Rating agency Demotech has encouraged insurers to purchase more cover from the private market, explaining that companies buying from TICL will only be able to maintain an A financial strength rating (FSR) if they can demonstrate exceptional solvency.

Migrating to the survivors

Despite this confluence of factors that should have boosted demand for reinsurance, less cover was bought than a year ago. Lockton North America executive director John Daum thinks this is a result of the regulator’s changed stance on reinsurance purchasing and reinsurers pulling away from troubled accounts.

Fearful that many residential insurers may not survive even a hurricane-free season, Aon Benfield notes that capacity has been withdrawn from Florida, benefiting cedants outside the market.

In recent months, the OIR has shut down or suspended six insurers, approved the sale of two others and ordered many more to enhance their solvency levels. Daum has categorised cedants into three groups: “the almost dead, the walking dead and the survivors”.

“There are an awful lot that are walking dead and with one little puff of wind will be out of business, so it’s a very precarious situation in general in Florida,” he says. “Reinsurers are looking at some of the companies and saying they’re almost impossible to reinsure because of their financial difficulties.”

Insolvencies include Magnolia Insurance of Coconut Grove, Northern Capital Insurance and its affiliate Landmark One, which were all established in the past two years by taking customers from state-owned insurer Citizens. All three were forced into liquidation in April, leaving up to 300,000 homeowners without cover as the hurricane season began.

Insurers’ ability to increase premiums has not been improved by windstorm mitigation credits (reductions on residential premiums based on the strength of a home to withstand wind damage). While they are intended to promote stronger construction practices, the system has failed in practice. “The mitigation credits that the state has mandated really drove down the price they had to charge their insureds. Now that’s starting to catch up because the state is allowing across-the-board 14% rate increases,” Daum explains.

In the firing line

According to AM Best’s 2010 US Catastrophe Review, four consecutive years without a hurricane have not improved the average rating of the top 10 homeowner underwriters in Florida. Their composite rating fell from an average FSR equivalent of A and A+ to an average of A- in 2009. The market share of the top 10 has also steadily fallen (to 38.3% in 2009, compared with 51.9% in 2002), while state-owned Citizens has assumed a greater role in the state’s homeowner market.

Despite these four hurricane-free years, many insurers have been unable to build up a surplus because of the tough pricing environment. “What has occurred over the past couple of years is somewhat depressed pricing due to regulatory constraints in the marketplace,” Attanasio says. “That, combined with the increased wind mitigation credits companies are forced to provide to policyholders, has resulted in the pressures insurers face today.”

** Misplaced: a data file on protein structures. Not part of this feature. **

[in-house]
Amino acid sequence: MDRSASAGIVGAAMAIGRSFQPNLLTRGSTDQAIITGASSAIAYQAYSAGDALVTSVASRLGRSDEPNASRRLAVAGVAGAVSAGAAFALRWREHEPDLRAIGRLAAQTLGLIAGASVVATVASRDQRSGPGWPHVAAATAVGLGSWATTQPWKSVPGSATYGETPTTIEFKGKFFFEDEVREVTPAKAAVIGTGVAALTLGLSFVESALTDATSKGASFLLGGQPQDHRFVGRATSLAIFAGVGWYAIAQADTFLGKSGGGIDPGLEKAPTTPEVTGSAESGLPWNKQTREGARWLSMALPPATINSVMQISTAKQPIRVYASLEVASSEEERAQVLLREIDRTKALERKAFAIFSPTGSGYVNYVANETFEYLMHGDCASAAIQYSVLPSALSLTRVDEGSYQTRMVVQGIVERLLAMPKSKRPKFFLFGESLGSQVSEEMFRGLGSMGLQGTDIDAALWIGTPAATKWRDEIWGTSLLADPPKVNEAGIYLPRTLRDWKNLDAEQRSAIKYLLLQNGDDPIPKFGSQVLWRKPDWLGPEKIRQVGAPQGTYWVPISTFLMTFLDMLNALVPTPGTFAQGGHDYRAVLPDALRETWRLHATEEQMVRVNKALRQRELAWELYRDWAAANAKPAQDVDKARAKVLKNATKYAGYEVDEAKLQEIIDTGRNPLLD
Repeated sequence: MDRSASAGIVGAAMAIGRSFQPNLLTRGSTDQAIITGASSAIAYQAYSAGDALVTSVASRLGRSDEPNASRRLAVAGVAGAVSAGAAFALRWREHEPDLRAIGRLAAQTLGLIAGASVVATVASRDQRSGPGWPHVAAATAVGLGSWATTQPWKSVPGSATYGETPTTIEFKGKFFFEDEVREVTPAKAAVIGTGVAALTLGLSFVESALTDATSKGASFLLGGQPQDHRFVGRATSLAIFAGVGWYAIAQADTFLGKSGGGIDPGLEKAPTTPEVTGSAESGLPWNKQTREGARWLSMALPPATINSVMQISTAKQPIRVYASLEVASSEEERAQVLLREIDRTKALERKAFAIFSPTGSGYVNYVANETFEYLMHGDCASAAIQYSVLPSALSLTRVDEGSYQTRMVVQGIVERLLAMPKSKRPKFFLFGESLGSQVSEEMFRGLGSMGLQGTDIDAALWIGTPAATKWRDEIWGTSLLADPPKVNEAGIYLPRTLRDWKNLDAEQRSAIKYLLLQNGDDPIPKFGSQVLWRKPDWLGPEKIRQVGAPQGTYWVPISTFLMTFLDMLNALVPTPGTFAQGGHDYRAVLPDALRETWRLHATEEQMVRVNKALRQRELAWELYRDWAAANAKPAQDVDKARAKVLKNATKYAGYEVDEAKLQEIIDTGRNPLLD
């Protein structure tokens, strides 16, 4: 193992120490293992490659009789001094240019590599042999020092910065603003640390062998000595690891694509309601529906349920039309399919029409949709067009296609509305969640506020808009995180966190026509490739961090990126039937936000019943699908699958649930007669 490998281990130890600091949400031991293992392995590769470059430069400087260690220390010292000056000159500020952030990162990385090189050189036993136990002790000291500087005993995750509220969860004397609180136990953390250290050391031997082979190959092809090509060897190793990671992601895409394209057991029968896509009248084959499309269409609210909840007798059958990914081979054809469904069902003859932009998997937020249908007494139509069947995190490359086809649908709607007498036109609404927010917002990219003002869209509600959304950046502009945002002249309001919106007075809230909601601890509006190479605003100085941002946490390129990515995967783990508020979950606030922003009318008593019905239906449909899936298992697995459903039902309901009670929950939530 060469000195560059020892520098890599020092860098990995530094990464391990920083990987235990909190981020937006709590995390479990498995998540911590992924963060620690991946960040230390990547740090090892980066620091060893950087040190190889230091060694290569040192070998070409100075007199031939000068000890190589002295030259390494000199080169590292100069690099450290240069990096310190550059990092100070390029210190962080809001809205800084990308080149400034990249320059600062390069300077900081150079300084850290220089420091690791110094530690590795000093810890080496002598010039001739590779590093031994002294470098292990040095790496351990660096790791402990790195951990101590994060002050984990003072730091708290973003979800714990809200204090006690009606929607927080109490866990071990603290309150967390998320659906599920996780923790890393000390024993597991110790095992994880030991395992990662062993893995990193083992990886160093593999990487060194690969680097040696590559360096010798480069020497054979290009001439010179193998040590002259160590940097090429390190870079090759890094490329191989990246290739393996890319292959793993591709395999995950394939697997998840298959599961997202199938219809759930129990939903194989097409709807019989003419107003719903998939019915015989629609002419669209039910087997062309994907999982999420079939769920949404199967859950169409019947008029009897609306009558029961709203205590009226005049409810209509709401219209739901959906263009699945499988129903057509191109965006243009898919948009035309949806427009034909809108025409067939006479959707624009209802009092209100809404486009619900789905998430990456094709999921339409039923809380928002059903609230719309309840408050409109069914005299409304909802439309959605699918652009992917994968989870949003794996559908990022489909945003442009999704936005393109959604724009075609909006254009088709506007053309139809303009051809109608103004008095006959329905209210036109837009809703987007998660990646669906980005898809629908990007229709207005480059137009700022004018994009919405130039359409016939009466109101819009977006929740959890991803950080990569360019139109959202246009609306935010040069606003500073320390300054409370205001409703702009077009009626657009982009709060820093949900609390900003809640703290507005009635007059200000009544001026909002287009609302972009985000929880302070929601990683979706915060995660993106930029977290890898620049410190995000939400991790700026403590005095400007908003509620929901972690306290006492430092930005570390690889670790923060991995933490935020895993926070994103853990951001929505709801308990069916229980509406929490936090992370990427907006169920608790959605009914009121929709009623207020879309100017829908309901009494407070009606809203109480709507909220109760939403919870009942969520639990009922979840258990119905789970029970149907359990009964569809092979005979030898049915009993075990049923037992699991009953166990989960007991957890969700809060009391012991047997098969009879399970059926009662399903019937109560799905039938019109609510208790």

Should Florida face a sizable loss this summer or aggregate losses, as was the case in 2004 when the state was hit by Hurricanes Charley, Frances, Ivan and Jeanne in quick succession, Citizens and the FHCF will be pushed to the limit. While AM Best remains concerned about the ability to fund all obligations associated with the FHCF, it recognises it has an improved cash position in 2010 (at roughly $9bn) and more favourable credit market conditions. But it notes that a gap exists between its current cash position and the amount of capacity issued to the market ($17bn).

“There’s still a significant amount of uncertainty if an extreme large event were to occur,” AM Best assistant vice-president, property/casualty ratings, Jeff Mango, says. “Those waters are largely untested as far as issuing bonds to the magnitude they may have to issue, so that is why we approach it with a sense of scepticism.”

The FHCF is also able to levy emergency assessments, but as its assessment base is shrinking, it could result in higher assessments in percentage terms. The cat fund has $9.5bn in pre-event loss reimbursement capacity but $20bn in potential obligation for the 2010 season, according to Aon Benfield. “Any deficit will require an issuance of post-event debt and policyholder surcharges over multiple years,” it warns.

As the hurricane season gets under way, forecasters are warning this is likely to be a very active year. On 2 June, experts at Colorado State University increased their forecast, saying they now expect at least 10 hurricanes (average is 5.9) and 18 named storms (average is 9.6), while the probability of US major hurricane landfall and Caribbean major hurricane activity is well above its long-period average.

Should Florida prove to be in the firing line this summer, the state could be in deficit for years to come. GR